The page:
Overall if you like epic power metal and also like growling vocals, this band is for you. In so many ways it reminds me of Rhapsody, with its epic story telling, yet it can be folky like Moonsorrow. I highly recommend any one who likes either band to get this album. Do not do what I’ve done for so many years – put off listening to this band! The album is solid all the way through. Each song grabs you and pulls you deeper into the story. There are no fillers, this is truly a masterpiece!

The Seductive Power of the Lexicon - 90%

DrOctavia, May 7th, 2007

I must admit, that when I first picked this CD up, on the word of the various glowing reviews I had seen all over the net, I wasn’t entirely sure what to make of it. From the rather odd genre labels I had heard slapped on this band, from “extreme symphonic” to “epic heavy metal” and even black metal, I wasn’t sure exactly what I was in for. Combine that with rather curious, completely over-the-top artwork and a logo that looked to belong to a black metal band, I was quite confused. So, with this feeling of curious puzzlement still persisting, I planted this disc in my player. I went in to it inquisitive and came out dazed and overwhelmed.

The music that was locked away behind that eye-catching cover was really like nothing I had ever heard. It had that bombastic power metal feel, mixed with a vocabulary that would terrify your average high school student, and the atmosphere of an epic sci-fi opera – replete with multiple characters, sizable dialogue and a progressive storyline. And even with my rudimentary knowledge of black metal, after listening to it, I could see how it might be tagged as such. I must admit, that after listening to the whole thing, I was quite inundated with the sheer amount that was going on here, both musically, lyrically, and in the vocabulary. And so, The Power Cosmic was destined to sit, gathering dust for a time, while my feeble brain tried to comprehend its multifaceted music. But, much like the power of the Lexicon, it could not remain forgotten for long. And so I returned, beckoned by the siren call of an epic piece of metal that would not be forgotten, and while I had not the icosahedron to guide me, I still found how to appreciate the power of this sublime album.

At this point, I am speaking to those uninitiated in the mannerisms of Bal-Sagoth, so those who have previous experience with this band may disregard this paragraph. But to those of you whose virgin ears have not yet been graced by the majesty of this music, I will tell you this: to appreciate this album, you must abandon any preconceptions you may have. Judge not on appearance, nor listen to the naysayers, for they are naught but as the flaccid lickspittles that guard our trivial Tellurian sphere, and they shall be swept away by the splendor of these Hyperborean warriors! Instead, clear your minds of any preceding thought, and abandon attempts to classify the music. Simply let the symphonic splendor wash over you, as the intro “The Awakening of the Stars” guides you slowly into a sprawling world of antediluvian demigods, colossal antagonists, and cosmic consequences.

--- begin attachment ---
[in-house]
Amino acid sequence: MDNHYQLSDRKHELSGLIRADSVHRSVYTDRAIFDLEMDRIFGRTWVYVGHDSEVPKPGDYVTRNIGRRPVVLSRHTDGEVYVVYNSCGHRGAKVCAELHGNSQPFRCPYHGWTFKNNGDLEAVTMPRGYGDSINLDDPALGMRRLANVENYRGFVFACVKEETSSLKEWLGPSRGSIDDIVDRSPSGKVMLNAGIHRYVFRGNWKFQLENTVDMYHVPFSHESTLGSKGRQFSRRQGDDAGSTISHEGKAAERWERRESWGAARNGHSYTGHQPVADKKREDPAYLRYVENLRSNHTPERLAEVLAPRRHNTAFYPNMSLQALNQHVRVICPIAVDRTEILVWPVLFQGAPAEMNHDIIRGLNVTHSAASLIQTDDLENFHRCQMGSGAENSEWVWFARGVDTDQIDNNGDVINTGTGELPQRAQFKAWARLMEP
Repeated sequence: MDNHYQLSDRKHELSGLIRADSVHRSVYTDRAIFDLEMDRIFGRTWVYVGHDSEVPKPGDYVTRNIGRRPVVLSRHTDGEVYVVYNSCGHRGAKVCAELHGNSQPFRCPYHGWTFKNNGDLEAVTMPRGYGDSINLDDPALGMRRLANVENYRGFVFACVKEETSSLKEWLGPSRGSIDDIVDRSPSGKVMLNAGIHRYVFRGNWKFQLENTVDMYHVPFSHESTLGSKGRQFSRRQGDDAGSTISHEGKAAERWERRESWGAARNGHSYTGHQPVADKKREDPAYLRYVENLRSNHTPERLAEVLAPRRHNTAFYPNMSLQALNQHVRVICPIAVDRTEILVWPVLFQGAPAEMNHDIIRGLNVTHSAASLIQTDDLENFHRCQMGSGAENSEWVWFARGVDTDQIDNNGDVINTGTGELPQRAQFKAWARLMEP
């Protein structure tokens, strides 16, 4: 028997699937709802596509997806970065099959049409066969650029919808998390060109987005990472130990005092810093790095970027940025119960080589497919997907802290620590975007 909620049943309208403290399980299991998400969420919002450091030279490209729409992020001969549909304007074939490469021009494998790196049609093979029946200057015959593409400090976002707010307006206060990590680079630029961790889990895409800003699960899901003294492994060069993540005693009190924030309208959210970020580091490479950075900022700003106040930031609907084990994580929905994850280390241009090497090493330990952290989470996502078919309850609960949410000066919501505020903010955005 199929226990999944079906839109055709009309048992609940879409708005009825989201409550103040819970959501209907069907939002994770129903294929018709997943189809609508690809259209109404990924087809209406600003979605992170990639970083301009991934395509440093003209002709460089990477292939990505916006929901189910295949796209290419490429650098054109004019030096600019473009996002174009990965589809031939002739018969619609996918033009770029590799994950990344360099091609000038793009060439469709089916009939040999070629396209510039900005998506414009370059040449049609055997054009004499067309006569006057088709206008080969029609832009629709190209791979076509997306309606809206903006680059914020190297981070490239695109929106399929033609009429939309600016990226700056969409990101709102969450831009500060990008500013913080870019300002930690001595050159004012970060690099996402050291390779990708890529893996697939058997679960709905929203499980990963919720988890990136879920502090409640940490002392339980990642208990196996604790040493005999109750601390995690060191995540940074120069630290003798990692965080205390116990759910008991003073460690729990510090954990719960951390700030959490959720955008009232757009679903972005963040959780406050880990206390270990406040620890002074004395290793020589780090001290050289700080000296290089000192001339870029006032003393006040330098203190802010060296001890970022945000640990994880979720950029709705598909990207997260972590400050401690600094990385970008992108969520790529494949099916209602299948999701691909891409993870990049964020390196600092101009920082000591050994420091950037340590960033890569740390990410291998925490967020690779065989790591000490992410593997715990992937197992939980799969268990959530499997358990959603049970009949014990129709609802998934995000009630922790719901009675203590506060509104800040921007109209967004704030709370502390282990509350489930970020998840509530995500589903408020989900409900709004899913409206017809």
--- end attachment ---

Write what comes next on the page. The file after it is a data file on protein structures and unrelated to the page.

Musically, there is an abundance of energy here. Every song sounds inspired, and the band seems full of vigor. Moreover, they sound like they’re having fun, which is exactly what you’ll have, as soon as “The Voyagers Beneath the Mare Imbrium” starts. All the songs here are filled with copious amounts of energetic, headbang inducing velocity. Don’t come expecting any showy solos, there aren’t any. But you can definitely expect to be swept up in an enthusiastic, grandiose atmosphere, something Bal-Sagoth are experts at creating.

From a conceptual standpoint, most of the songs are part of a unified storyline to them that features an imprisoned demigod by the name of Zurra, breaking free of his shackles and deciding that it’s high time he took his rightful place as the biggest bad-ass on the cosmic block. Thusly, the stage is set for our grand celestial opera to unfold. I won’t spoil it for you, but this grand yarn employs enough larger-than-life characters (who all seem to possess the lexis of an English professor) and objects of vast power to make an experienced fantasy buff’s head spin. Byron Roberts does an impressive job of voicing all these characters, throughout their tangled web of interplay and extensive dialogue, all while retaining the various outlooks and aims of each character. He alternates between voicing the narrative and different characters, while alternating between clean and black metal vocals. There’s really no way you can’t love his singing, from his detached narrative, to the vengeful malevolence with which he spits such classic lines as “I shall condemn your flaccid essence to a dimension of unparalleled pain!” or “Stray not into my darksome embrace, lest I grind my jaws on your soul!” and, of course, that classic line, “I was ancient when your ancestors were naught but protoplasmic slime!”.

Really, that is what makes this album so great. It compromises absolutely nothing, not musically, linguistically or conceptually. In fact, it goes above and beyond, opting for an approach that is so bombastically far-flung, and just plain out there, that you can’t help but respect it. It’s like a spectacular, outer-space Manowar, magnified to the nth power; an enormous hyperbole that is hopelessly endearing because it’s not afraid to be such. The music is masterfully played and brimming with energy, the lyrics reek of awesomeness, and it’s all presented in a package that tells you that THIS SHIT IS OUT THERE AND ITS NOT AFRAID TO BE OUT THERE!!! This is a magnificent album, and I heartily recommend it to any open-minded metalhead out there. Even if you don’t quite get it at first, it will grow on you; and all it requires of you is that you accept it for what it is: great heavy metal.